QUESTION: And is it part of a new trend then?

MR. MCCORMACK: Well, we’ll see. There is a – we do see a new trend, at least today, where some of the shipments are being handed over to the international NGOs. There have been a lot of questions about whether or not the aid that we provide is delivered down to the affected areas and we’re doing our best to make sure that what is delivered in Rangoon makes it down to the affected areas to those who need it. Now, you can’t – given the current circumstances, you can’t construct a perfect system for doing that. You do have a higher level of assurance that aid coming in will get down to the affected areas and be handed off to those international NGOs. So right now there is a – there is a (inaudible) for that aid that is being handed over to the government. As I have said, we do – we have tried to construct a management feedback group being in contact

with those NGOs, down in affected areas to see that that aid that comes into Rangoon actually makes it down there.

QUESTION: But the Burmese are making that clear, I mean, they’re stating that they want it handed over to NGOs or --

MR. MCCORMACK: No. It’s – this is, again, an iterative process that we have worked with the Burmese – the Burmese Government thinks it’s most efficient, in many cases, to hand it over to the international NGOs. Again, I’m trying to provide you these bits of information to show you that the situation is changing. Now, clearly there is a scope of assistance that is needed that goes well beyond what is currently provided. We, as well as others, are prepared to provide that assistance, so we’re going to keep working it. We’re going to keep working the politics of this in the hopes that we can get more aid and, importantly, expertise down to those affected areas.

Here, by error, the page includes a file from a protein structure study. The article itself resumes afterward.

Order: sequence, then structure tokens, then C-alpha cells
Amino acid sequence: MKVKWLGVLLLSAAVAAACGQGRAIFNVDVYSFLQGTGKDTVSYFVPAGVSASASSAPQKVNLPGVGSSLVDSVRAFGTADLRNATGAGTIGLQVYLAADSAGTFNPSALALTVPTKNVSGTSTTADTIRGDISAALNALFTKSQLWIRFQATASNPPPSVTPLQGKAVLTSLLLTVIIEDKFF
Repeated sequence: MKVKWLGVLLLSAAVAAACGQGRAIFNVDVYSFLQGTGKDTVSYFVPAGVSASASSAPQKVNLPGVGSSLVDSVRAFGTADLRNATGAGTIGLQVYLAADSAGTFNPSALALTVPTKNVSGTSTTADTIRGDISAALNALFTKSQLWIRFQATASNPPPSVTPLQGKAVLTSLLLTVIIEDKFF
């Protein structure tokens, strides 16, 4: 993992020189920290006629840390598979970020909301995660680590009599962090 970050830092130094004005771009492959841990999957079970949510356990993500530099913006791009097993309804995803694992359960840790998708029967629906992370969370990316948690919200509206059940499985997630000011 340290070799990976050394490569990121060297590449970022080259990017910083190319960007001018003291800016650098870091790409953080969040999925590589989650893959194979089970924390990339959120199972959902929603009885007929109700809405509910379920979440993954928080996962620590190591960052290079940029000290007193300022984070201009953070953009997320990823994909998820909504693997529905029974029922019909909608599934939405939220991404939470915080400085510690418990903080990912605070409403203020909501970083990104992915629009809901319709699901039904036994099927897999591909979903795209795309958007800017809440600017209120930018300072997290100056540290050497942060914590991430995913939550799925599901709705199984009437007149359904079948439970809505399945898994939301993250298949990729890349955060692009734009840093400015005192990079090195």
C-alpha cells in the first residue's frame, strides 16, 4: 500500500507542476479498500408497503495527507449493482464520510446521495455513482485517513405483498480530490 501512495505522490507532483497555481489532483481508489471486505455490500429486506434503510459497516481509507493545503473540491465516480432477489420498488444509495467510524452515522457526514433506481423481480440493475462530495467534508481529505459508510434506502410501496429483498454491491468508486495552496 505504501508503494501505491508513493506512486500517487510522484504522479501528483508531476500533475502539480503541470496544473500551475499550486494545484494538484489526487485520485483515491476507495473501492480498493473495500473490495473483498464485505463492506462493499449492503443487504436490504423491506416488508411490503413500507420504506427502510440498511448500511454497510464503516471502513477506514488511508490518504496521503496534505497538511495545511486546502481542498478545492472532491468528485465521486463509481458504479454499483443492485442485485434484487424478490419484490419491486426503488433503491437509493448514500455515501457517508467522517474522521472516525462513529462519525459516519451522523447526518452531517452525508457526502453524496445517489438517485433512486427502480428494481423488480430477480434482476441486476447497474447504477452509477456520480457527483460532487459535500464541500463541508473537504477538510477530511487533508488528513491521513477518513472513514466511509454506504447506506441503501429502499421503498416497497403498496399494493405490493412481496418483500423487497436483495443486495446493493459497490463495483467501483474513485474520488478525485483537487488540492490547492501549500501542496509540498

QUESTION: Well, it’s on China.

MR. MCCORMACK: No. No. Sorry. Straight to you in the front row here. Yes.

QUESTION: Sean, which NGOs are receiving it? And to what extent are they restricted in any way on the ground by the regime there and their operation?

MR. MCCORMACK: Well, I don’t have the names for you, but there -- some of the international NGOs that were already in Burma have been able to operate down there. You’ll have to talk to them about their assessment of their ability to move back and forth and to operate in those areas. We do know that they are operating down there. But I’ll leave it to them to describe how they view the situation.

QUESTION: And one more? Just --


QUESTION: Given what you said, that the scope of assistance that’s needed is still so much greater than what’s actually being provided --

MR. MCCORMACK: Yeah. Right.

QUESTION: -- do you have any – do you have any estimates, do you have any multiples, for example, compared to the four planeloads going in or --


QUESTION: -- five a day, how many would be going in if you had free reign? And secondly, if this, you know, stranglehold, even though – even though a little bit is trickling in, if this keeps on, what is the United States prepared to do? How far are you prepared to --

MR. MCCORMACK: Well, we’re continuing to work the politics there. As I said, we are starting to make progress. I think the world would like to see more progress made in terms of opening up the flow of aid and expertise. I’ll see if I can find some numbers for you in terms of comparing what is being provided, the planeloads that are coming in, versus what we are prepared to do now, and we can only speak to what the United States is prepared to do. There is a whole universe beyond that – that is out there in terms of humanitarian assistance.